I’ve lost count of the number of times I’ve heard something like “I prayed a prayer to receive Jesus when I was 4, but never really grew. So when I was 18 I rededicated my life to the Lord.” I most certainly believe that children can come to faith in Christ, but between the way the Gospel is often (mis)presented to children and the frequency of the above, I came to the point where I preferred not to baptize children under 13. And then I raised the bar to 18. One of the ideas that influenced me is represented in this article from Capitol Hill Baptist Church.

I linked to two articles from Credo Magazine last week on “How Seminarians Can learn to Preach to Normal People” Here’s the third installment. (2011)

How long does it take you to prepare a sermon? Is it right to spend the equivalent of 40%-50% of your work week on one sermon? This article is good reading. And the answer is yes. (2010)

Carll Trueman is one of my favorite writers. Here he raises the question, “Why is So Much Preaching So Poor?” (2013)

Christmas preaching was always a challenge for me, mostly for the same reasons the author of this article identifies. But it’s coming, and it would be better to think now about what you’ll preach than wait until Black Friday. (2011)

Have a great weekend of ministry!

How I Use Evernote

Evernote has been around for a long time, at least in internet years. I’ve been using it for well over a decade as a way of keeping notes and articles I’ve come across in my reading.

Evernote is cross-platform, meaning you can use it on a Mac or a PC. It is both a web-based service and a program you can download. Android? IOS? There’s an app for that.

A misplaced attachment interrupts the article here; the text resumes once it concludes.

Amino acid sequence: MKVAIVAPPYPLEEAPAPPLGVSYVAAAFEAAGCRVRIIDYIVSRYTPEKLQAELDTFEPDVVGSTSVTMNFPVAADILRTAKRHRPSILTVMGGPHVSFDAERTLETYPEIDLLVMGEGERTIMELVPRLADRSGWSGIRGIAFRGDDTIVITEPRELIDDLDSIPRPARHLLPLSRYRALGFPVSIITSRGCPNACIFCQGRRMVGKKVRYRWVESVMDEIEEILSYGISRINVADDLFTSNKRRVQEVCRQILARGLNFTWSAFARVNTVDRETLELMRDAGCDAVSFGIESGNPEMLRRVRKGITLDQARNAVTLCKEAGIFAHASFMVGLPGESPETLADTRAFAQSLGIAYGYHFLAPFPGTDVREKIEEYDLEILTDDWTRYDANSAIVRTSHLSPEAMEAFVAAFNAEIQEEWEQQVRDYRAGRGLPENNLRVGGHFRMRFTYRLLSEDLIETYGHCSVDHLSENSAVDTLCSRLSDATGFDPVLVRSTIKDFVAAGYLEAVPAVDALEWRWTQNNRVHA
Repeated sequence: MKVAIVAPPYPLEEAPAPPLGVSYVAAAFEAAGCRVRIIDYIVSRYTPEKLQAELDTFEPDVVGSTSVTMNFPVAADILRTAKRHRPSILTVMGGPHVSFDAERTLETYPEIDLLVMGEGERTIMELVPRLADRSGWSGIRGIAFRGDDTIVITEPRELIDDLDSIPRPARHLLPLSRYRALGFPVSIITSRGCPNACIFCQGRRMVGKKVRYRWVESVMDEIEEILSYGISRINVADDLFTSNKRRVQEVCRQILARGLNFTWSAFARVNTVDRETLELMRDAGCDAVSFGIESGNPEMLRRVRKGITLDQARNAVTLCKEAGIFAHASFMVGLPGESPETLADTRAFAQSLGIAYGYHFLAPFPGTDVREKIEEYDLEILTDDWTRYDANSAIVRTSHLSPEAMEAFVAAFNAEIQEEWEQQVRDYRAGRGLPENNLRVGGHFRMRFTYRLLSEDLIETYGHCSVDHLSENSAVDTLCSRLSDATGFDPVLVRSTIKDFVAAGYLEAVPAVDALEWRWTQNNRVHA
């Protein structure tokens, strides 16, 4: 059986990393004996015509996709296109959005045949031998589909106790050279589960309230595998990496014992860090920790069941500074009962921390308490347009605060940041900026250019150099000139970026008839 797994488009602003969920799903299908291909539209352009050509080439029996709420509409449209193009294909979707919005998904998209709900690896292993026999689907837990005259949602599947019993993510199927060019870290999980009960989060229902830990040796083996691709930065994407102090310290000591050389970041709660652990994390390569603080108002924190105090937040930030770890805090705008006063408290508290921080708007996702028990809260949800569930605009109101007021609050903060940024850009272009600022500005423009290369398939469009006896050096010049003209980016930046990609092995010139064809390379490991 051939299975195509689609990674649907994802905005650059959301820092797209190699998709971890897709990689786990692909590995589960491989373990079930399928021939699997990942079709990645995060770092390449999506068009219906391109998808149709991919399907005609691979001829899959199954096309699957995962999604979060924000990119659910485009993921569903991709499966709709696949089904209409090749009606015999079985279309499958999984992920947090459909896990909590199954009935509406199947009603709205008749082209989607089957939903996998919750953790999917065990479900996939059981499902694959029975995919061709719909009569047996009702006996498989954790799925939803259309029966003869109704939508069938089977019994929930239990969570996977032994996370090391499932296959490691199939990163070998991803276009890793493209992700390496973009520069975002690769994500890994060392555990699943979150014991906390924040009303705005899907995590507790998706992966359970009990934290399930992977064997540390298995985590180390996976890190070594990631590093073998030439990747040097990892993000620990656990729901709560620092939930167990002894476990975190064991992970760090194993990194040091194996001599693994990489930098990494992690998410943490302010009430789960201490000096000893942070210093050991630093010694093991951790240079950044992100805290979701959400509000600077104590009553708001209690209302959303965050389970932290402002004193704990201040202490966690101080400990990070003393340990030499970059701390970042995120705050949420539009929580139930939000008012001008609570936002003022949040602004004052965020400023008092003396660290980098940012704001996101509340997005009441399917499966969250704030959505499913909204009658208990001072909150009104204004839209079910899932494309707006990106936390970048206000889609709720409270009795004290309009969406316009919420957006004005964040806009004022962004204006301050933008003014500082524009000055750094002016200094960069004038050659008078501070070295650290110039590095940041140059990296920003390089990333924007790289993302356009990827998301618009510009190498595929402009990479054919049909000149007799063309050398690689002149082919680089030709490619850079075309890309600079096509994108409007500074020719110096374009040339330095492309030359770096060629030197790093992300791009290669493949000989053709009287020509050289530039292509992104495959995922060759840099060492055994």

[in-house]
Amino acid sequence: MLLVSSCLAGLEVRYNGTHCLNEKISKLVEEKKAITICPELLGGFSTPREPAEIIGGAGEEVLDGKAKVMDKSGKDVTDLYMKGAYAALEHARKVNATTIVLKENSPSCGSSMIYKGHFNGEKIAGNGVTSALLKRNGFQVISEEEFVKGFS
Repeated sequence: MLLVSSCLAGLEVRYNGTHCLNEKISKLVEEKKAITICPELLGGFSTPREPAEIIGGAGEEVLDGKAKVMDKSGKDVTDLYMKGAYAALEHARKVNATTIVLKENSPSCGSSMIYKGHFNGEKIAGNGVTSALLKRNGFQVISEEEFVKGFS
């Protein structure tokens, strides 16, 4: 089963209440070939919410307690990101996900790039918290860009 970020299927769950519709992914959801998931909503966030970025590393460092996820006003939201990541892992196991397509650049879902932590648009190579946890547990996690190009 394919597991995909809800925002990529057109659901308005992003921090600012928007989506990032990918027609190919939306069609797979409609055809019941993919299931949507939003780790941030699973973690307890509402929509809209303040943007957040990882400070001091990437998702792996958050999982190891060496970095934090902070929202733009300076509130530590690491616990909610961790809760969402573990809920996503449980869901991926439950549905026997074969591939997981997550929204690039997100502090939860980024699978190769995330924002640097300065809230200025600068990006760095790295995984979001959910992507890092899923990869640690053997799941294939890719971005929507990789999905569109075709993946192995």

Using the search term “Using Evernote” produced over 17 million links. Some people are making a living off of teaching people to use the various tips and tricks that make Evernote a powerful Repository of All Information. Me, I’ve explored some of these processes and while the can be helpful, I don’t want something that becomes cumbersome. So in answering the question my friend Tim Smith posed in the comments last week, let me describe how I use the program.

First, to use it effectively you need to have the program. Go to the above link and sign up for an account. It is free. If you want more bells and whistles, or are saving everything you read, you may need to pay a subscription fee (which is 40% off as of this writing). But for most people the free service is just fine. You will also want to download the Evernote Web Clipper that is appropriate for the browser(s) that you use. You can find it online or where you normally get browser web extensions.